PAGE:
Logstash Integration Pluginedit

  • Plugin version: v1.0.2
  • Released on: 2024-01-23
  • Changelog

For other versions, see the Versioned plugin docs.

Getting Helpedit

For questions about the plugin, open a topic in the Discuss forums. For bugs or feature requests, open an issue in Github. For the list of Elastic supported plugins, please consult the Elastic Support Matrix.


The Logstash Integration Plugin provides integrated plugins for sending events from one Logstash to another instance(s):

High-level conceptsedit

You can configure a logstash output to send events to one or more logstash inputs, which are each in another pipeline that is running in different processes or on a different host.

To do so, you should first configure the downstream pipeline with a logstash input plugin, bound to an available port so that it can listen for inbound connections. Security is enabled by default, so you will need to either provide identity material or disable SSL.

You will need a TCP route from the upstream pipeline to the interface that the downstream pipeline is bound to.

input {
  logstash {
    port => 9800

    ssl_keystore_path      => "/path/to/identity.p12"
    ssl_keystore_password  => "${SSL_IDENTITY_PASSWORD}"

Identity material typically should include identity claims about the hostnames and ip addresses that will be used by upstream output plugins.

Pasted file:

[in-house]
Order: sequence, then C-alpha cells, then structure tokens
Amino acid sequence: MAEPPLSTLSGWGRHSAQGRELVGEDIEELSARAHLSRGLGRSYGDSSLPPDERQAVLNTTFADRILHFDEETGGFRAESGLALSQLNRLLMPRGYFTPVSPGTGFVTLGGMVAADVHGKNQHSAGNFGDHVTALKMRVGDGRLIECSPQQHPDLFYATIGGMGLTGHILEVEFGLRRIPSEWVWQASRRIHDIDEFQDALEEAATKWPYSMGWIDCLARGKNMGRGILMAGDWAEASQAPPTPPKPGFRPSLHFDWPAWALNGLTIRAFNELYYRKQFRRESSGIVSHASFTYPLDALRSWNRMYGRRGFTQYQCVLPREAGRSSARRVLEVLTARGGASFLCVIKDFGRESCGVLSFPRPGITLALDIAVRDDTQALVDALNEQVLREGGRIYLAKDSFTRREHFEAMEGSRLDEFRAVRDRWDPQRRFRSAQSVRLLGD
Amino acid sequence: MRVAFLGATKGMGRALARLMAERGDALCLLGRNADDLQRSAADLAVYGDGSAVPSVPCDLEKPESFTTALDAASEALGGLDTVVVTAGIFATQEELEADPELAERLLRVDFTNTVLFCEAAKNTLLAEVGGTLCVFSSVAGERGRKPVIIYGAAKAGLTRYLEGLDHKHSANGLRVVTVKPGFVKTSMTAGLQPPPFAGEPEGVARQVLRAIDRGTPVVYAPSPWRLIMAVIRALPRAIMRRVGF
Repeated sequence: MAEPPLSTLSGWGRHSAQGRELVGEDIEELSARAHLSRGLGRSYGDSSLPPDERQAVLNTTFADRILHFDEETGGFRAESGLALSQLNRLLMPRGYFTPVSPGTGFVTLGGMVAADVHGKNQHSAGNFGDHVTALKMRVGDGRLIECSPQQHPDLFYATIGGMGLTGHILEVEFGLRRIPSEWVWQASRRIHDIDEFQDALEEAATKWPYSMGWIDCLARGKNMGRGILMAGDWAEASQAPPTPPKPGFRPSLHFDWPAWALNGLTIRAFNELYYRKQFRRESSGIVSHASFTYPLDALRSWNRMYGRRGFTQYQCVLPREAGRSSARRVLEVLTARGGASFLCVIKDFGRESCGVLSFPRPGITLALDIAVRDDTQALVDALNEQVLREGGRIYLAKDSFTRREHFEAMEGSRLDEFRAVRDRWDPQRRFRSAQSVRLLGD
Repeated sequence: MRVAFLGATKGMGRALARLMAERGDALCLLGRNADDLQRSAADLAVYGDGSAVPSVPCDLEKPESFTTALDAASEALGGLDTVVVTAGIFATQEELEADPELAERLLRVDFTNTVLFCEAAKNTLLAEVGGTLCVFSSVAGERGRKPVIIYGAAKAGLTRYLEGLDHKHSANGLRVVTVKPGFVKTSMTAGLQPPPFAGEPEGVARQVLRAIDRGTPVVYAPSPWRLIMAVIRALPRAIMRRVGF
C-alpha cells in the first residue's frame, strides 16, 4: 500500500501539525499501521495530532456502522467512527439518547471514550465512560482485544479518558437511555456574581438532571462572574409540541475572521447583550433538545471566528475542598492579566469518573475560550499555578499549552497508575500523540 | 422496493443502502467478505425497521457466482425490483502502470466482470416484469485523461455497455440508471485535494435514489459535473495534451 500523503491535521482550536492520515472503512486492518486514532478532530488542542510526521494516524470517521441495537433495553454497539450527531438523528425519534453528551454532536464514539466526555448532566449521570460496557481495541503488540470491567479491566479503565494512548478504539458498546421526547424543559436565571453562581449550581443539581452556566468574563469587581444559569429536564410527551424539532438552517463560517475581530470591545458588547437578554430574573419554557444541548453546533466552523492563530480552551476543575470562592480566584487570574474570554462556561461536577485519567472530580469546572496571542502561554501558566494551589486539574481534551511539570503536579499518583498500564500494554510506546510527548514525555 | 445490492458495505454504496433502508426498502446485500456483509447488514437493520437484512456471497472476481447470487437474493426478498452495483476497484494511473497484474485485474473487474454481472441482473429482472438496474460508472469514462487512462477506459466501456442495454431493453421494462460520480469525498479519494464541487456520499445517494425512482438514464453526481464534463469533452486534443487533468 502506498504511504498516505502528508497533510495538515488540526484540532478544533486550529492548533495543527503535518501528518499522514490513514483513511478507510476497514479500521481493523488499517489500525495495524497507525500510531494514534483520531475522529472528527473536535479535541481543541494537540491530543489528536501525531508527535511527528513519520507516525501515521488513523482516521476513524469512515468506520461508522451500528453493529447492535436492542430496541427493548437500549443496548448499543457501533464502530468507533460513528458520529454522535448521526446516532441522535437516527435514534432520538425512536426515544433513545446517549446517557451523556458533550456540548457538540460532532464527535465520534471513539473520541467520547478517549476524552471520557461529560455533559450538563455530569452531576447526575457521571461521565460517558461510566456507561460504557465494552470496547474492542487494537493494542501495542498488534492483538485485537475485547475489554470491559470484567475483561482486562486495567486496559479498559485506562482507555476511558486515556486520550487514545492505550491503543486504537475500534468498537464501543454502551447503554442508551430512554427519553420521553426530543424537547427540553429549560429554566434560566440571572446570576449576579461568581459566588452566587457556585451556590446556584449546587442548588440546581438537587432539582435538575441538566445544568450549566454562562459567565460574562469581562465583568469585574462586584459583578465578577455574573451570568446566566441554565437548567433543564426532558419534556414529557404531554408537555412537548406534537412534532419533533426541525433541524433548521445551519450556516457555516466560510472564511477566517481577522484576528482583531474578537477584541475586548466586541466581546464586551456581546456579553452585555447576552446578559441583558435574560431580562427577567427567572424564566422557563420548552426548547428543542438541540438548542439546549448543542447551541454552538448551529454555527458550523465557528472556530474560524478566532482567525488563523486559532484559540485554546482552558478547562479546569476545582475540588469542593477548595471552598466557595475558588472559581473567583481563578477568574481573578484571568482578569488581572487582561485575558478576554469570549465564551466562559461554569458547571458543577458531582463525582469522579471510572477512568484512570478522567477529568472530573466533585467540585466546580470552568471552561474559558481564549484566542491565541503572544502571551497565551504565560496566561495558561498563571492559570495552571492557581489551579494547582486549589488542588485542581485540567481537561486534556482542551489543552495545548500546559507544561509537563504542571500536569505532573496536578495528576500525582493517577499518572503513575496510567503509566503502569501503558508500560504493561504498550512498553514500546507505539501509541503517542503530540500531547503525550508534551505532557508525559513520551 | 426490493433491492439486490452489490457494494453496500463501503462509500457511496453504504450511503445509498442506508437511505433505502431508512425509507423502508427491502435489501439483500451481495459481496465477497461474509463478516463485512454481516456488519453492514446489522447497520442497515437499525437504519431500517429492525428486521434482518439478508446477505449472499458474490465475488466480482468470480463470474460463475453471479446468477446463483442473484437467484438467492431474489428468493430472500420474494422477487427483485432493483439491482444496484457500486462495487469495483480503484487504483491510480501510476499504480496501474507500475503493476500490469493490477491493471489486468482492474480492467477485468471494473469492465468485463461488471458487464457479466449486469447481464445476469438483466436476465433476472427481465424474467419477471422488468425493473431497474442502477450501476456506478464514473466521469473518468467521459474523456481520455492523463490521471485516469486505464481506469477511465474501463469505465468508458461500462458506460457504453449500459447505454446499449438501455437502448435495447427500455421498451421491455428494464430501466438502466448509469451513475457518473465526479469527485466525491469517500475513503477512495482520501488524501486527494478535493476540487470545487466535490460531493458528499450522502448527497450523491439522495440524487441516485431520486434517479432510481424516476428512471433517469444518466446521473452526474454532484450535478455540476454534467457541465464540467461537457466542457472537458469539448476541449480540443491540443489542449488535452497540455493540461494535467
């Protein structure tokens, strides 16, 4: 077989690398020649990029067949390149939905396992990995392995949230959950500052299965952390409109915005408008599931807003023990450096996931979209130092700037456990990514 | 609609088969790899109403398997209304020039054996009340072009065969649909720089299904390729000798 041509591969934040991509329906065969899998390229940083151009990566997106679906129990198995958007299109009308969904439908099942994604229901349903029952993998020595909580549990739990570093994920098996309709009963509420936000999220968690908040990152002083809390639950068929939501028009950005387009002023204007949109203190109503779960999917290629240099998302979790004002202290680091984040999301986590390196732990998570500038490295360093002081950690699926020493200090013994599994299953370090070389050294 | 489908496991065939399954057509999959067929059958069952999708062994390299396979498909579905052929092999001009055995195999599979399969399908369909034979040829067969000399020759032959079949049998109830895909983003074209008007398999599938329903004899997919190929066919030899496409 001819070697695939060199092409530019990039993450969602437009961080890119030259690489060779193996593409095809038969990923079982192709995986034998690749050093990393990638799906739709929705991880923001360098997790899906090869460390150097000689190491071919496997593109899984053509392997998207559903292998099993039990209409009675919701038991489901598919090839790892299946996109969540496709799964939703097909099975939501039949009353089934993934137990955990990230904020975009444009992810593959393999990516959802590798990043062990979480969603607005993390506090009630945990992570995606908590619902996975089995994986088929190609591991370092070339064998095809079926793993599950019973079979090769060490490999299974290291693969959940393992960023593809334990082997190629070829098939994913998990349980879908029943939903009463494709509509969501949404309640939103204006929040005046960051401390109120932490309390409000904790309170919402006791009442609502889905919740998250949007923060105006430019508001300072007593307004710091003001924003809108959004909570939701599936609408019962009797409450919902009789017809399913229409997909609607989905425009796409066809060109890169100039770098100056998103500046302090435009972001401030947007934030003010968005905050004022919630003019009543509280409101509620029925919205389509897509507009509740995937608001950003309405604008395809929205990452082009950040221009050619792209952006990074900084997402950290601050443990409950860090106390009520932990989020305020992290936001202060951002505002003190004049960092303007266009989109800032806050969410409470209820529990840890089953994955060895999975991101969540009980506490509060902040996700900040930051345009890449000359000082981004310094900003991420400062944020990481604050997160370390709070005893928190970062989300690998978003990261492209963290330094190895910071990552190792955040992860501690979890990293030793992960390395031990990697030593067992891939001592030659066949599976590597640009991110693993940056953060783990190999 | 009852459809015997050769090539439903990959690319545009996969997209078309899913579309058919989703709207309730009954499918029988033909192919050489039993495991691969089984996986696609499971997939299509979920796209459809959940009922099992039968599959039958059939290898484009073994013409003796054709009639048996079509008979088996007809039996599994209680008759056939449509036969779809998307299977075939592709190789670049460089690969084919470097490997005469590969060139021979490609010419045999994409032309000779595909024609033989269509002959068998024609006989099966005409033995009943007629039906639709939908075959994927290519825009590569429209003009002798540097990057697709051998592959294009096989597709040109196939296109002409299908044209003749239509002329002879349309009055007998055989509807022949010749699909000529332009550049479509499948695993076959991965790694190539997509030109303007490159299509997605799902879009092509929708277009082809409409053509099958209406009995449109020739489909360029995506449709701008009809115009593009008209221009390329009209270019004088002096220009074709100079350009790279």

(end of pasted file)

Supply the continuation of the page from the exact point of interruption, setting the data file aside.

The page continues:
Once the downstream pipeline is configured and running, you may send events from any number of upstream pipelines by adding a logstash output plugin that points to the downstream input. You may need to configure SSL to trust the certificates presented by the downstream input plugin.

output {
  logstash {
    hosts => ["", ""]

    # SSL TRUST 
    ssl_truststore_path => "/path/to/truststore.p12"
    ssl_truststore_password => "${SSL_TRUST_PASSWORD}"

Unless SSL is disabled or the downstream input is expected to present certificates signed by globally-trusted authorities, you will likely need to provide a source-of-trust.

Load Balancingedit

When a logstash output is configured to send to multiple hosts, it distributes events in batches to all of those downstream hosts fairly, favoring those without recent errors. This increases the likelihood of each batch being routed to a downstream that is up and has capacity to receive events.